Putin says Russia must not use blanket bans to make internet safer

Russian President Vladimir Putin speaks during a live nationwide broadcast call-in in Moscow, Russia June 7, 2018. Sputnik/Mikhail Klimentyev/Kremlin via REUTERS

MOSCOW (Reuters) - Russian President Vladimir Putin said on Thursday there were no plans to shut down social media sites or limit internet freedoms in Russia, and that a “civilized” solution was needed to make the internet safer.

Russia blocked the online messaging service Telegram in April after it refused to grant state security services access to its users’ encrypted messages. Critics called the move internet censorship.

Putin was asked by a blogger on national television during his marathon annual call-in on Thursday whether Russia might block Instagram and YouTube.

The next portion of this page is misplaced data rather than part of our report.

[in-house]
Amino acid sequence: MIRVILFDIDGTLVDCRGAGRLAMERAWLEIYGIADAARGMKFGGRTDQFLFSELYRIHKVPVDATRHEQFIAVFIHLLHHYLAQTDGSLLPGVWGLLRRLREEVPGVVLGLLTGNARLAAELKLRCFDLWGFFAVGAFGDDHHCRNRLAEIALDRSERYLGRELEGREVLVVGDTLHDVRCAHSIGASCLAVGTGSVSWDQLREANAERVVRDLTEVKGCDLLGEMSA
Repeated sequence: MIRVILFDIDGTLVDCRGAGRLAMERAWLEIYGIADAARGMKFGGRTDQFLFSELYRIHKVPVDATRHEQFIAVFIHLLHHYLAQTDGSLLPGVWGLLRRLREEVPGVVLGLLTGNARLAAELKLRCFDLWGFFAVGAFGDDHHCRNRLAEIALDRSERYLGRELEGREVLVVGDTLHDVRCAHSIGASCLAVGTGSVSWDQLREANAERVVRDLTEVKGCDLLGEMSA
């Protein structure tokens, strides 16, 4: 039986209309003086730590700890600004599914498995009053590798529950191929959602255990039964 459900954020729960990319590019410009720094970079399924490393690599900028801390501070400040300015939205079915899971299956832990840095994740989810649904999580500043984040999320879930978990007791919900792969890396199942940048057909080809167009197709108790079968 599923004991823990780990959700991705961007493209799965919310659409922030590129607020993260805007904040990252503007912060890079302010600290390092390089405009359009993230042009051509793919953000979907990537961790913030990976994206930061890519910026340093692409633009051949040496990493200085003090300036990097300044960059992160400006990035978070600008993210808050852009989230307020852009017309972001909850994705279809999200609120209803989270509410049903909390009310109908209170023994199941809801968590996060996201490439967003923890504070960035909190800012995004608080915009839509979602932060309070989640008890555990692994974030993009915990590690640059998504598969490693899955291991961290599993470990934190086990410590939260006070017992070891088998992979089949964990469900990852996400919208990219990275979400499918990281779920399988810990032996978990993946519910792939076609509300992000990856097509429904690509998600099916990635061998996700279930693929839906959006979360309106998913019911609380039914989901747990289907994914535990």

Putin said he was up-to-speed with the situation with the move to ban Telegram and added: “We are not going to close anything.”

He said his primary concern was people’s safety.

“At the same time, I also worked in the security services and know it is easiest to ban, and harder to find civilized solutions,” he said.

“Therefore, I’m going to urge all my colleagues to take this route, the route of ... using modern methods to combat offences, including terrorism, without restricting freedoms, including those on the internet.”

Reporting by Christian Lowe and Gabrielle Tétrault-Farber; Writing by Tom Balmforth; Editing by Maria Kiselyova and Kevin Liffey